OPINION: This is how one can become an Auditor

Daniel Muinde

An Auditor is a specialist who reviews the accounts of companies and organizations to ensure the validity and legality of their financial records.

To some degree, auditing may seem esoteric. Where do we draw the line between accounting and auditing? Accountants prepare financial statements for a company and organizations while Auditors examine the reports to check for accuracy and ensure fairness.

Exploring The Essential Career Guide by the Kenya Universities and Colleges Placement Service (KUCCPS), it is crystal clear that you require a Bachelor’s degree in Accounting or any related field so that it can give you a foundation to auditing. Some of the prerequisite degree courses to auditing are; Accounting, Banking, Finance, Marketing and Economics just to mention a few – basically, any business-related course.

There are two different categories of Auditors – internal and external Auditors. The internal Auditor works directly for the organization they audit as part of an organization’s accounting team. Hence, they are expected to improve the efficiency of business and identify where processes are not working as they should.

External Auditors either work for a third-party organization or work independently. They also work with firms of chartered and certified accountants

Ipso facto, there are other kinds of Auditors within the two categories; Information technology Auditors who examine an organization’s computer systems; Tax Auditors who check that organizations are in compliance with tax laws; and Forensic Auditors who search and analyze financial records for evidence of financial crime that can be used in court.

To become a competent Auditor, one must study the following; Content in Foundations of Accounting, Accounting for Equities, Accounting for Assets, Principles of Management, Business Mathematics, Tax Management, Risk Management, Finance, Micro-economics, Macro-economics and Marketing.

Roles of an Auditor include; inspecting financial records for discrepancies; providing suggestions on improving financial record keeping; analyzing risk management procedures; investigating potential fraud within an organization; preparing tax returns; making sure the organization follows finance and tax laws; advising the organization on how they can be more financially efficient; undertaking reviews of wages and collating, checking and analyzing spreadsheet data.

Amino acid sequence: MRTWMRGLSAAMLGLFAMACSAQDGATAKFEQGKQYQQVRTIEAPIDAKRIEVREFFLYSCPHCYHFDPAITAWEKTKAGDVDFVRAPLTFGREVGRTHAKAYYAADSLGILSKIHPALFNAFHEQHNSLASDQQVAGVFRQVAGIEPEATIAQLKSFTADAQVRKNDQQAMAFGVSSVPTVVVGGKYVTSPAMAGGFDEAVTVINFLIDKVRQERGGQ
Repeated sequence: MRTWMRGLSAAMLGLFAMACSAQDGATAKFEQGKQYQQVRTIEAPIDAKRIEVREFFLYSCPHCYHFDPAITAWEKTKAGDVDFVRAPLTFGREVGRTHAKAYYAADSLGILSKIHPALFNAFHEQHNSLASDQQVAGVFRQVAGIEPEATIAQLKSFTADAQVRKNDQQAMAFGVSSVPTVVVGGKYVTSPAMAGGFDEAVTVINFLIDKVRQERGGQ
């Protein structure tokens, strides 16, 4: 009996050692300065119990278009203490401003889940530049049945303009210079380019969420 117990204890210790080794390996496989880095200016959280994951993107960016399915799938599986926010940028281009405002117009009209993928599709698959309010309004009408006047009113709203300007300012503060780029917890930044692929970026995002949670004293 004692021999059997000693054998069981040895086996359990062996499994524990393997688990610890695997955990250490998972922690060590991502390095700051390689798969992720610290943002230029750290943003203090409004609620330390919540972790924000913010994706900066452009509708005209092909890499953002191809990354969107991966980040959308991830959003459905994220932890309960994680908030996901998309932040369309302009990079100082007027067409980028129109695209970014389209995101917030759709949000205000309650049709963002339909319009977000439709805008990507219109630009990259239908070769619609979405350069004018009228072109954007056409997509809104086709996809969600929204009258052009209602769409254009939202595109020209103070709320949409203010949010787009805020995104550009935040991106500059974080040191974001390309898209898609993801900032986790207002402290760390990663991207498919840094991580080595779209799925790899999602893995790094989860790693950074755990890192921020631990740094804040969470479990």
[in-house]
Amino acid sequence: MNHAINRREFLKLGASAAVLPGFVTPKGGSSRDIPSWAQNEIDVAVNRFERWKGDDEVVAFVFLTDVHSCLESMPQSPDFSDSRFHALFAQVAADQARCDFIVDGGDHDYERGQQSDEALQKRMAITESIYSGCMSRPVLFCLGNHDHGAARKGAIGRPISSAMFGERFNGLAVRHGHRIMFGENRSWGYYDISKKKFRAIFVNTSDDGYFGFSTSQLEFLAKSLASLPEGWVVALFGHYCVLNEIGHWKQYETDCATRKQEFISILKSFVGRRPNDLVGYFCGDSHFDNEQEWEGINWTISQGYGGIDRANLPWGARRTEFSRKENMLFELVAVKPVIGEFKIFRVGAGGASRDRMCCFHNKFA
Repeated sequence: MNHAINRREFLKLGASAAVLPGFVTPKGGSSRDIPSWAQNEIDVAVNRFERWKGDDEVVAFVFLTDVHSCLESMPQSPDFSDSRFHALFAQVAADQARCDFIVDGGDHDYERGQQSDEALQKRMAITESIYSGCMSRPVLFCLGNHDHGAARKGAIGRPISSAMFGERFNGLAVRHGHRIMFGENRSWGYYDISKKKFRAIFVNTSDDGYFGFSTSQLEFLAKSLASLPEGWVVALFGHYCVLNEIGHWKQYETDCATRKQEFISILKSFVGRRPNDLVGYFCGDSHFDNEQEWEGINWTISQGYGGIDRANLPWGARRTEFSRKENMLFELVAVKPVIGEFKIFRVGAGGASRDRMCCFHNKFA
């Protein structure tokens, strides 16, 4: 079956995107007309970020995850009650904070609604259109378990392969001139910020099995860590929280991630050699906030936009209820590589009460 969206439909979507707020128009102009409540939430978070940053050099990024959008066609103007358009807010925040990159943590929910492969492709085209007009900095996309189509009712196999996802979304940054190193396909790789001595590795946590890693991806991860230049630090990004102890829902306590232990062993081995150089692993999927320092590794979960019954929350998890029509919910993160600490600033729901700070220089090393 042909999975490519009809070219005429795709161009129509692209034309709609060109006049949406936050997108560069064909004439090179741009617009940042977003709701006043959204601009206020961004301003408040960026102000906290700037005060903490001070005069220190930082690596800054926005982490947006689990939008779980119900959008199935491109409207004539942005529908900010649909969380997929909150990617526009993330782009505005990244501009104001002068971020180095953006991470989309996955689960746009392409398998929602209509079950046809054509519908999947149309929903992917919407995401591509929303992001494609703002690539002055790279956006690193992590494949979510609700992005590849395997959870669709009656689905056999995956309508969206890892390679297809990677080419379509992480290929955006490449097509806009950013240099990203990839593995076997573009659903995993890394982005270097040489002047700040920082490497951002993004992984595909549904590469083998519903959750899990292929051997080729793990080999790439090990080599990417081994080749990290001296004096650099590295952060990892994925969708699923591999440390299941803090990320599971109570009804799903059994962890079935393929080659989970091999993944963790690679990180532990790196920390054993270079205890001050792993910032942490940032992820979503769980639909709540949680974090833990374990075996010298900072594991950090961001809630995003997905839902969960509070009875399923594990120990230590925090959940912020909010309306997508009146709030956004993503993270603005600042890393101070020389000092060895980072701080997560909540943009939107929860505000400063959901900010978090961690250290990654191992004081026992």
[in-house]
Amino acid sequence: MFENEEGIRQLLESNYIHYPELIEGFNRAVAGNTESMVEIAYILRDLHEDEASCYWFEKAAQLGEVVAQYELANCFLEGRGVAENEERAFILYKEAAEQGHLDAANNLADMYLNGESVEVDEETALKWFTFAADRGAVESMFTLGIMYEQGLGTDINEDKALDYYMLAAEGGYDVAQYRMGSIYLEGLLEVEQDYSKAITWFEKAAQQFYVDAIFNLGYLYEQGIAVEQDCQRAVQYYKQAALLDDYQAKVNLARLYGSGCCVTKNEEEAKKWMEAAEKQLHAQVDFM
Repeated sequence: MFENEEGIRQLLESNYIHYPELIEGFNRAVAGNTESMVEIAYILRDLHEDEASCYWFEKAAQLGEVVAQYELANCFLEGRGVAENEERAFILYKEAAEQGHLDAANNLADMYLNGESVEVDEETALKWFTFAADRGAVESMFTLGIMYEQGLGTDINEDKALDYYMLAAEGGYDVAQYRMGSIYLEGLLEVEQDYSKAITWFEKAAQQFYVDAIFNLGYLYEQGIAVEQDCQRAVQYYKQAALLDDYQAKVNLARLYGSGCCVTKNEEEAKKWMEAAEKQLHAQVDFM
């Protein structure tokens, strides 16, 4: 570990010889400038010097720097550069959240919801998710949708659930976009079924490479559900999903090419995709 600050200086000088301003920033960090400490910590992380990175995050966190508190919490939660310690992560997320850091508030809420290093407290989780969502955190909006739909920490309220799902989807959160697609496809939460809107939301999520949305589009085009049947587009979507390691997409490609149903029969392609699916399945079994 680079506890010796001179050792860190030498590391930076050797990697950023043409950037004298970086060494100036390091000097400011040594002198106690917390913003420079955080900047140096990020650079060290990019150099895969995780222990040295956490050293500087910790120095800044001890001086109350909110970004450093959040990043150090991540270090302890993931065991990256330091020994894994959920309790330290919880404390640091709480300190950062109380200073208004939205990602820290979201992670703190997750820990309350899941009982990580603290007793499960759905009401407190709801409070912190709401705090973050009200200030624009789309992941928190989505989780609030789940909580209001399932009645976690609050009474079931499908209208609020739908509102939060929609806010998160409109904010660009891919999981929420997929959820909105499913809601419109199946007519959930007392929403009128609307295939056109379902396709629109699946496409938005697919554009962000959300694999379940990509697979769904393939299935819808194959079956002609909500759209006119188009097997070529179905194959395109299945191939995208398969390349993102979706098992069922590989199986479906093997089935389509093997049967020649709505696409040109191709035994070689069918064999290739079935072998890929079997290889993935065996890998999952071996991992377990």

An Auditor should also have good communication and presentation skills; Organization skills due to immense pressure from different clients to hit deadlines; Analytical thinking and Numeracy skills and a strong aptitude for mathematics; and Problem-solving skills.

Certifications for Auditors include; Certified Internal Auditor (CIA) for internal Auditors; Certified Public Accountant (CPA) for external Auditors; Financial Services for Internal Auditors Certificate for internal Auditors, especially those working in banks or other financial institutions; Certification in Risk Management Assurance; Certified Fraud Examiner (CFE); and Certified Information Systems Auditor (CISA) for those who want to specialize in auditing organizations’ information technology.

By Daniel Muinde

The writer is a student of Banking and Finance at The Co-operative University of Kenya and a public speaker.

muindedan30@gmail.com 0723882891

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